Resisted AC Joint Extension Test

Original Editor - Evan Thomas

Lead Editors - Evan Thomas, Kai A. Sigel, Naomi O'Reilly and Wanda van Niekerk

Purpose

Resisted AC Joint Extension Test (or the AC Resisted Extension Test) is used to help identify acromioclavicular joint pathology in both traumatic and non-traumatic/chronic overuse cases,[1] and can be useful in helping differentiate between AC joint and impingement syndromes.[2]

Technique[3]

  1. The patient is seated with the therapist standing behind him/her
  2. The patient's shoulder is positioned into 90 flexion and internal rotation, with the placed into 90 flexion
  3. The therapist places his/her hand on the patient's elbow and asks him/her to horizontally abduct the arm against isometric resistance
  4. A positive test is pain at the AC joint
[4]

Evidence[5]

Diagnostic Test Properties for the Resisted AC Joint Extension Test
Sensitivity (%)         72
Specificity (%)         85
Positive Predictive Value (%)         20
Negative Predictive Value (%)         98


Test Item Cluster:
This test can be combined with the Cross Body Adduction Test and O'Brien's Active Compression Test as part of a cluster.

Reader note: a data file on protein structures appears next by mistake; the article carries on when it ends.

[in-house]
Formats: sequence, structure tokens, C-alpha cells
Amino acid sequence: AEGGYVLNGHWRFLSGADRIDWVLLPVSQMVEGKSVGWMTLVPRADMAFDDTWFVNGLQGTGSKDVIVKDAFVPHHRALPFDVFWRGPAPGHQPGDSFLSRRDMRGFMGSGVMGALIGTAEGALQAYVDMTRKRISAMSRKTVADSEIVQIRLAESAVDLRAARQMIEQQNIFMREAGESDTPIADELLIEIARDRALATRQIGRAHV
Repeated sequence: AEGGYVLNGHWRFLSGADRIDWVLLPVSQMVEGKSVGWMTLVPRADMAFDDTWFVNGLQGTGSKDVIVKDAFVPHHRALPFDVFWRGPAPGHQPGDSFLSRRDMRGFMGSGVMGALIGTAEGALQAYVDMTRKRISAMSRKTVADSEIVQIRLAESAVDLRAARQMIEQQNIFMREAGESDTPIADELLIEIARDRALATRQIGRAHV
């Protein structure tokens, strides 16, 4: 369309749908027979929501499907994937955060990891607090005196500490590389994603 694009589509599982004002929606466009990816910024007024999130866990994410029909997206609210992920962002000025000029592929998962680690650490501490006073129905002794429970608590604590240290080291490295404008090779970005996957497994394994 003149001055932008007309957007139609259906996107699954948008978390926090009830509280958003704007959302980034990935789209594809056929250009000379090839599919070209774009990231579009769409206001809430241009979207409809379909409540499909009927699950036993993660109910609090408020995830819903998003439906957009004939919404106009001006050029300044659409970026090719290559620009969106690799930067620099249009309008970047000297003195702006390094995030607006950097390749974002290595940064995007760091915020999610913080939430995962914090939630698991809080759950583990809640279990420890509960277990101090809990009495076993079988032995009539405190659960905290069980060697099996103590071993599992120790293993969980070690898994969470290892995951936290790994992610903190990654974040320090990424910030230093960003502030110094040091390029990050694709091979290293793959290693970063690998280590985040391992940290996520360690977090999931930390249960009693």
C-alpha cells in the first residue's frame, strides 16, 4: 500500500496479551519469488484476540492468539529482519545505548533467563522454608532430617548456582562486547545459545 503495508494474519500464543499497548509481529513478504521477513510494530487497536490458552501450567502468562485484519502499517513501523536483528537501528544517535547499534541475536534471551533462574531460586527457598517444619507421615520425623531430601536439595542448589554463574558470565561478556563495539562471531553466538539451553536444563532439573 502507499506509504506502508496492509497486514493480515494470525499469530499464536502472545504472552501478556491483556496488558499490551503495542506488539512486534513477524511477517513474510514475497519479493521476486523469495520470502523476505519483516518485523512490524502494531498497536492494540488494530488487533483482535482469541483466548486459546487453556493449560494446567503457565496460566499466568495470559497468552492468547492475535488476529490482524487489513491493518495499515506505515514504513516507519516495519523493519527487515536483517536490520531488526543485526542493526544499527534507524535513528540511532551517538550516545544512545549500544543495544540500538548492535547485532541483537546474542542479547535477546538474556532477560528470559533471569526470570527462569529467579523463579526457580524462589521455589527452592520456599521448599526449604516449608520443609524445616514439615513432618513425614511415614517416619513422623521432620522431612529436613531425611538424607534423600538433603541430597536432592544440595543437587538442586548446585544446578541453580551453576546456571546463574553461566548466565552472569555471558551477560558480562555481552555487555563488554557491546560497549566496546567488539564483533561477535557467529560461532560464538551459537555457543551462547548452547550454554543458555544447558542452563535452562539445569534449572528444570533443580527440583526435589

[6]
Diagnostic Value of Combined Physical Tests
Sensitivity (%) Specificity (%) Positive Predictive Value (%) Negative Predictive Value (%)
Positive in 3/3           25           97                       31                       96
Positive in 2/3           81           89                       28                       99
Positive in 1/3            0           74                       17                      100

Resources

References

  1. Miller MD & Thompson SR. DeLee & Drez's Orthopaedic Sports Medicine (4th Ed). Philadelphia, PA: Elsevier.
  2. Frontera WR, Silver JK, Rizzo TD (Jr). Essentials of Physical Medicine and Rehabilitation (3rd Ed). Philadelphia, PA: Elsevier.
  3. Cook CE & Hegedus EJ. Orthopedic Physical Examination Tests: An Evidence-Based Approach (2nd Ed). Boston, MA: Pearson.
  4. Physiotutors. Cross Body Adduction Test | Acromioclavicular Joint Pathology. Available from: https://www.youtube.com/watch?v=DKLvt816x6o
  5. Chronopoulos E1, Kim TK, Park HB, Ashenbrenner D, McFarland EG. Diagnostic value of physical tests for isolated chronic acromioclavicular lesions. Am J Sports Med, 2004; 32(3): 655-61.
  6. Physiotutors. AC Joint Provocation Cluster | Acromioclavicular Joint Pathology. Available from: https://www.youtube.com/watch?v=npHPXrV6_JI